I’ve recently started promoting a site called change.org. Specifically, there’s a campaign on that site petitioning government officials to commute to work. Or in the case of President Benigno Aquino III, to ride the public transport at least once a month. He lives and works in the Presidential Palace and there’s no need for him to leave the place to go to work. He can work from home if he wants to.
As I was saying, change.org has about a hundred petitions asking different local and national government officials to take the bus, jeep or train to work. On the surface, this looks like a quixotic quest as there is no reason these public servants should accede to the petitions. They have access to government vehicles with allotted fuel budgets which they can use for whatever purpose they want. They do not have to justify their use of these vehicles.
The problem with mass transit in the Philippines is inadequacy and lack of focus. In Metro Manila there are an estimated ten million people living or working within its boundaries. This number includes those who live outside of the metropolis but work or study in the city. About 80% of the population do not have their own vehicles and have to commute.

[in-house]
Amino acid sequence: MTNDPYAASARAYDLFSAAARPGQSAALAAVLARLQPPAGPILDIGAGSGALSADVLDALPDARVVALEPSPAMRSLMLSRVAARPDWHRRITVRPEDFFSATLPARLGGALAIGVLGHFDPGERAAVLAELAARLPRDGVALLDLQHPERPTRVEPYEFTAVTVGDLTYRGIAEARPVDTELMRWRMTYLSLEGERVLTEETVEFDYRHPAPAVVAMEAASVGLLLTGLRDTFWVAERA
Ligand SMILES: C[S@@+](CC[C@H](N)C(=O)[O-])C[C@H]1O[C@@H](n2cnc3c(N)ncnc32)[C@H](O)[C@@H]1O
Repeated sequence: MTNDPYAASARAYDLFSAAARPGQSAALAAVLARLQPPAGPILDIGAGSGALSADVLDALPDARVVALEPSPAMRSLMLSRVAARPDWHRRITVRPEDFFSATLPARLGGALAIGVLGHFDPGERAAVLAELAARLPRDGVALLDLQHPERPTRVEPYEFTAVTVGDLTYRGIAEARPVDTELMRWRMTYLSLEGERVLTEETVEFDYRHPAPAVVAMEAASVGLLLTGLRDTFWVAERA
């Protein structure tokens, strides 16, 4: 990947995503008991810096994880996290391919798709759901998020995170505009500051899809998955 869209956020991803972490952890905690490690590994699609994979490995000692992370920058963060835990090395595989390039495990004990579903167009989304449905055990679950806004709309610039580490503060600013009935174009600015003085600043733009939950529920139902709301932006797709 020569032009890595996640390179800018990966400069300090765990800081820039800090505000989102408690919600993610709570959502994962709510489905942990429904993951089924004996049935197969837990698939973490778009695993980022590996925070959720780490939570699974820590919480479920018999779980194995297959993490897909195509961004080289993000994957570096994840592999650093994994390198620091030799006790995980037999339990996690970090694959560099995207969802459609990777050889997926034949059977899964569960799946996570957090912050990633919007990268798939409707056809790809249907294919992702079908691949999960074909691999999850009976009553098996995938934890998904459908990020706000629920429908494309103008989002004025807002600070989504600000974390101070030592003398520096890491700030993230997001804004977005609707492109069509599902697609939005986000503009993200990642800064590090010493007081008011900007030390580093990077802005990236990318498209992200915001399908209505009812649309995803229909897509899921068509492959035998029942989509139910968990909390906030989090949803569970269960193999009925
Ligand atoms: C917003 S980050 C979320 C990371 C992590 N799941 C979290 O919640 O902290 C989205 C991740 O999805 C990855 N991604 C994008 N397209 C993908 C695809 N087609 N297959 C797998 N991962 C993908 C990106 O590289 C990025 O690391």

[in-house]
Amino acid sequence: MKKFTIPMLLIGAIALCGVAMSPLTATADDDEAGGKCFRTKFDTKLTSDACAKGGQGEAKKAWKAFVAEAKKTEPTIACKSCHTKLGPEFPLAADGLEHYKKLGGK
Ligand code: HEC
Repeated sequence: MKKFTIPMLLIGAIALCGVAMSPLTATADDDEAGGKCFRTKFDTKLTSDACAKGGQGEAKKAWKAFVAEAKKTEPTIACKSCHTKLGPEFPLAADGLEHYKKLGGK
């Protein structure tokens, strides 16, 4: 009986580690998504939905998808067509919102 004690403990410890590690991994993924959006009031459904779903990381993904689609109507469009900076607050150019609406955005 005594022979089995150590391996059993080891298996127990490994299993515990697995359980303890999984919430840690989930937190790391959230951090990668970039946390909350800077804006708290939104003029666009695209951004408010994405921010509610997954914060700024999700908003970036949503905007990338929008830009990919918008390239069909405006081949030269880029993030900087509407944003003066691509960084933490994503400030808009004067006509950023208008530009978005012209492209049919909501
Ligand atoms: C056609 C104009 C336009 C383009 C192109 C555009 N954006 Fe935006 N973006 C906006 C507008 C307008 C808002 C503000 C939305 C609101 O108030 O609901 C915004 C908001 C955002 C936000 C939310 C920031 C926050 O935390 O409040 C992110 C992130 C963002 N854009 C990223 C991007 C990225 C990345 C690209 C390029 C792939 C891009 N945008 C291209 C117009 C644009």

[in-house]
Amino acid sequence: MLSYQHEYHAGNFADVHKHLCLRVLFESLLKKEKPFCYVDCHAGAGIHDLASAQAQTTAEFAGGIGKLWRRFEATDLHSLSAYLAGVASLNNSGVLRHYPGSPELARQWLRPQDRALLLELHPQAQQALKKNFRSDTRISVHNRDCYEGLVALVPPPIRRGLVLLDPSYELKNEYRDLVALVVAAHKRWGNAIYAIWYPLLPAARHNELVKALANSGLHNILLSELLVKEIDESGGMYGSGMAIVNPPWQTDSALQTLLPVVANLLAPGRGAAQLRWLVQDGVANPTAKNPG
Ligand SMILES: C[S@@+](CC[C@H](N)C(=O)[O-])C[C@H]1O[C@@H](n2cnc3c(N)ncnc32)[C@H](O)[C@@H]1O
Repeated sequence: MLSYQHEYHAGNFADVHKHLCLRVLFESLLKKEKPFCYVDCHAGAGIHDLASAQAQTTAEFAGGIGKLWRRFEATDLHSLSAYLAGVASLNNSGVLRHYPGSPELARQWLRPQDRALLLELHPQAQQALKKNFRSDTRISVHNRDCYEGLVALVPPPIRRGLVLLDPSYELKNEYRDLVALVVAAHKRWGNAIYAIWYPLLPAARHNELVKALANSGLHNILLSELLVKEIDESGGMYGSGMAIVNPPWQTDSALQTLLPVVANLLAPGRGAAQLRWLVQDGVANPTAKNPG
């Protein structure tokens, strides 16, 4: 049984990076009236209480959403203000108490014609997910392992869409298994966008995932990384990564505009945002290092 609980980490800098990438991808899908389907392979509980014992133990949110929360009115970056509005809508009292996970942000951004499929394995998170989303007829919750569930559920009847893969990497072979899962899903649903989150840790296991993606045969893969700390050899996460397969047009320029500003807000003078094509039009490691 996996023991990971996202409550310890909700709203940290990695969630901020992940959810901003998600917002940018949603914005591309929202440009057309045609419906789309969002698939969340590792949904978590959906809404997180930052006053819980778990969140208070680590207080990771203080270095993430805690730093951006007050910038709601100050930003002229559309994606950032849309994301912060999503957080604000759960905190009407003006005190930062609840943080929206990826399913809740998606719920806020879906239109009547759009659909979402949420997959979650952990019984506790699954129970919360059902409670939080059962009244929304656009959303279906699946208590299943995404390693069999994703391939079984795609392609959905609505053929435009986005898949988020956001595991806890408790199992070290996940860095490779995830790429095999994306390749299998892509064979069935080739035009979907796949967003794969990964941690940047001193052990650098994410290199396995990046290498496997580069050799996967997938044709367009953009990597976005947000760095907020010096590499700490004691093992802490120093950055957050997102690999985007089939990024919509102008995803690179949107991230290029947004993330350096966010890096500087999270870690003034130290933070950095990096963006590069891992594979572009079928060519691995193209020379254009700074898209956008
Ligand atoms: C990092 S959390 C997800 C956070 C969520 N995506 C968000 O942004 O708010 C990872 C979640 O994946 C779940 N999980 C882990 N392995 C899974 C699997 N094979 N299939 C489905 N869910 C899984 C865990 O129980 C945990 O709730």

There is a mass transit system built around three light rail lines. There are at least two light rail commuter lines set to start construction soon. There is a new elevated rail line connecting Clark and Manila. There is also the continuation of the Skyway project connecting the South Luzon Expressway with the North Luzon Expressway.
What these new projects will do would be to make it convenient to for commuters to get to the city. What THAT would result in would be a lot more people commuting to Metro Manila. Meantime, travel within the city will continue to depend on the existing light rail, buses, jeeps, and UV shuttle vans.
There is no space for road widening, and no space for new roads. The traffic is expected to worsen and then worsen some more. After it gets worse, it will get a lot worse.
Government officials have not been seen doing anything about the ordinary citizen’s daily plight. Commuting is a hardship for a lot of people. For office workers it could take up to two hours to get to the office. Some spend a total of as much as six hours daily getting to and from work.
The petitions aim to get public officials to experience firsthand the daily stress of the commute. There may be small chance of that but it is a way for citizens to express their disgruntlement before things get ugly.